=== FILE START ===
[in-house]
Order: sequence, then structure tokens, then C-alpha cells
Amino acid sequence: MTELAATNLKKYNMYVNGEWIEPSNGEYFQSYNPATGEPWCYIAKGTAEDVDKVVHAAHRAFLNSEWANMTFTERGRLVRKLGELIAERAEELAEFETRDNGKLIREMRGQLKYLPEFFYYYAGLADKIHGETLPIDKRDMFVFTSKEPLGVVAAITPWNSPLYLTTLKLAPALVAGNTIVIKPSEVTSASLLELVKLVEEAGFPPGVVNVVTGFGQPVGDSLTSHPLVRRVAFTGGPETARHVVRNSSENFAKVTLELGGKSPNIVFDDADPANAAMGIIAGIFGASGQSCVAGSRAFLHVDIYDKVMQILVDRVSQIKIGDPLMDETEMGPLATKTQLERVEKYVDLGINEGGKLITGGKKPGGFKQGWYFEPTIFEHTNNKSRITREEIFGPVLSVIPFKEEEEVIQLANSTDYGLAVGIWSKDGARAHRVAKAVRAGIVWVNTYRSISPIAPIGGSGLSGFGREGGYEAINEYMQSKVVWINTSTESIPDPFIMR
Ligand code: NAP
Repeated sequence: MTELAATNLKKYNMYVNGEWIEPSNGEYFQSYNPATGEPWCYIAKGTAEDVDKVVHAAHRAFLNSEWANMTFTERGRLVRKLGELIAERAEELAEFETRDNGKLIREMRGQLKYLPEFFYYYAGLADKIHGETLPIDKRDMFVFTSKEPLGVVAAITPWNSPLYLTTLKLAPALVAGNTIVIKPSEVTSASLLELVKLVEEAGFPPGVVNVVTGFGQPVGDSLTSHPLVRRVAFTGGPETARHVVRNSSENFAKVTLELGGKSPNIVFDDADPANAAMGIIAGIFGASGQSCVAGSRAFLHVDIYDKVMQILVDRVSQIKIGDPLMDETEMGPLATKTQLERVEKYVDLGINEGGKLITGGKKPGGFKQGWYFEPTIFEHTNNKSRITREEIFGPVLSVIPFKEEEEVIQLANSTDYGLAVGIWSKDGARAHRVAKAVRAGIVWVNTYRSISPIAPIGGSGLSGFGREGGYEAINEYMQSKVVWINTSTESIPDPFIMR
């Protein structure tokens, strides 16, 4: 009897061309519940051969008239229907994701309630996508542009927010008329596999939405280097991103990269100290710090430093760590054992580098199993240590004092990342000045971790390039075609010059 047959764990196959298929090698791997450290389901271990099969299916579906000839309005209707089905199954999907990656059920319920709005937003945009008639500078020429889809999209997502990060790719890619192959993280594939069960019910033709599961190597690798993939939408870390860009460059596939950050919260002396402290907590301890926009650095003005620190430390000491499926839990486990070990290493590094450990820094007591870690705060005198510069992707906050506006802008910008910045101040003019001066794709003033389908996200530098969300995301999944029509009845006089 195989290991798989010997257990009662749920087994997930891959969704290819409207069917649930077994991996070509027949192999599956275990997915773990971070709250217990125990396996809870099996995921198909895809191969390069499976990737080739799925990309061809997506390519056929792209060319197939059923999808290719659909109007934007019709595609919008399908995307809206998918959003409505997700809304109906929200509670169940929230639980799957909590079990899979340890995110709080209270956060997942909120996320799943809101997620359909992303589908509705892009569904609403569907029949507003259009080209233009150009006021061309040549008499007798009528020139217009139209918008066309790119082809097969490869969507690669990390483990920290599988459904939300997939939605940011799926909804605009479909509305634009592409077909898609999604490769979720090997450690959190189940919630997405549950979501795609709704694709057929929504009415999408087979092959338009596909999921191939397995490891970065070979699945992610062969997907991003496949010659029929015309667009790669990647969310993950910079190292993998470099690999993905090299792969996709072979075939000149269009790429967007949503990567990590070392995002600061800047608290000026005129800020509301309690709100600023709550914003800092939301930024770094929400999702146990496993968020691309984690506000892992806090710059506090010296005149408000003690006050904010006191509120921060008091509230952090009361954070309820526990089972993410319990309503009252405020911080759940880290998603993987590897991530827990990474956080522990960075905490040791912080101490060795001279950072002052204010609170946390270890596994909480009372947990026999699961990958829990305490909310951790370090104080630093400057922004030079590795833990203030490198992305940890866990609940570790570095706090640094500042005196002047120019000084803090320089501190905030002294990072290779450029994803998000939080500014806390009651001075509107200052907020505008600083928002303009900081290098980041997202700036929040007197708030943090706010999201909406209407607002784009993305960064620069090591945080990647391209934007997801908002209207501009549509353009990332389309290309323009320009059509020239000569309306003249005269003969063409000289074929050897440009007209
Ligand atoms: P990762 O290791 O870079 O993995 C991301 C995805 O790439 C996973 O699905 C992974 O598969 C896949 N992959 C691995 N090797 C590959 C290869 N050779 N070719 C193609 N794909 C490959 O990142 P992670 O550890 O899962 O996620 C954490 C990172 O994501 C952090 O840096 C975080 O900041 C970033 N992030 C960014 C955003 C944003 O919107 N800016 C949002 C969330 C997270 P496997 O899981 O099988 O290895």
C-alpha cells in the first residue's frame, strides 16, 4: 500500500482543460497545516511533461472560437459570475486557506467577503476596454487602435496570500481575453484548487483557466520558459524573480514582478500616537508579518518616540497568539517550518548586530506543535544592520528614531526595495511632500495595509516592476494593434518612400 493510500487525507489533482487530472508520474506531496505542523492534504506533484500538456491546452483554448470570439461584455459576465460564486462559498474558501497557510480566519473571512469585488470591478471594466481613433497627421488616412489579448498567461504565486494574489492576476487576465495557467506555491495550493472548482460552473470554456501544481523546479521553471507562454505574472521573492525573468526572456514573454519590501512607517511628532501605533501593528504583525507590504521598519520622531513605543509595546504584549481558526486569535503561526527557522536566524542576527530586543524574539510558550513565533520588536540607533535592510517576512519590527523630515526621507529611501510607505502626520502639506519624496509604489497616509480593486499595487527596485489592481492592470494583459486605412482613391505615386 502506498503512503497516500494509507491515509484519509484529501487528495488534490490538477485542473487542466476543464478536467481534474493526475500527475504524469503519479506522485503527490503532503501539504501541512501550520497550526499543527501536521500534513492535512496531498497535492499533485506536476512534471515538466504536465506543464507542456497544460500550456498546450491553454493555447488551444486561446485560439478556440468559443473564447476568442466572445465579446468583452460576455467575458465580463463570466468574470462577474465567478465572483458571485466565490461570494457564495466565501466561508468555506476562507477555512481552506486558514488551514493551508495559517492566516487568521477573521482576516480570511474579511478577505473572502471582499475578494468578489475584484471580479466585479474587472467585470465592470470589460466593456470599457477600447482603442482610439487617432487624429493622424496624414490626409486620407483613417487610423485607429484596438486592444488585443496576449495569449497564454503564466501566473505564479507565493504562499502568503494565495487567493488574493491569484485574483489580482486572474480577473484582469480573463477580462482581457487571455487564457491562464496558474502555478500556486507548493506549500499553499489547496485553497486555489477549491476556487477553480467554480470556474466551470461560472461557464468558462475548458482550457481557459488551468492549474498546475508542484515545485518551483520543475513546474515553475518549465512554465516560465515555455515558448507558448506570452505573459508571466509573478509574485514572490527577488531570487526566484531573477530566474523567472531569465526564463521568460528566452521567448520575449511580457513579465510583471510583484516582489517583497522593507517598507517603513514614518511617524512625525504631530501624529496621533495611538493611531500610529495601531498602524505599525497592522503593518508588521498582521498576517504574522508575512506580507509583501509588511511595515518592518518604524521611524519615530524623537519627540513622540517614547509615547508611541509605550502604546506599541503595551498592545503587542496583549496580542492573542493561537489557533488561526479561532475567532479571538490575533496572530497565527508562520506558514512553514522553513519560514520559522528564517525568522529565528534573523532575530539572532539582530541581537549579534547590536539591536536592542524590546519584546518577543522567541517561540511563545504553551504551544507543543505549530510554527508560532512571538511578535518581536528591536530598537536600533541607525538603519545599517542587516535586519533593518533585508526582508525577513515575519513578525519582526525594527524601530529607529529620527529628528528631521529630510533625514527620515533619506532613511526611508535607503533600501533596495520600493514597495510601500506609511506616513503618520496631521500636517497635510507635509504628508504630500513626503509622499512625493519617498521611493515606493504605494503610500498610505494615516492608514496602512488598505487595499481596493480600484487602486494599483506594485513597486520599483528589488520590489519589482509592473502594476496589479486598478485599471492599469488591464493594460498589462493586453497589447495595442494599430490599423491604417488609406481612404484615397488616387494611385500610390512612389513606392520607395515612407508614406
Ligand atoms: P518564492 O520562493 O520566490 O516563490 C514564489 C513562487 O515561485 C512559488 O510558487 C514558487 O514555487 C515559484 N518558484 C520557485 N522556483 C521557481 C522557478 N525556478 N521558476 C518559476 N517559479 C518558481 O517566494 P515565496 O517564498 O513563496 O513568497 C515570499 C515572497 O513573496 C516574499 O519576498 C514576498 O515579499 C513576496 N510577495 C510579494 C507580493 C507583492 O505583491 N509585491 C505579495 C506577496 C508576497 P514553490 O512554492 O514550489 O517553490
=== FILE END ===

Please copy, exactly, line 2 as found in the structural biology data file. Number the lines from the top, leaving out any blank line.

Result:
Order: sequence, then structure tokens, then C-alpha cells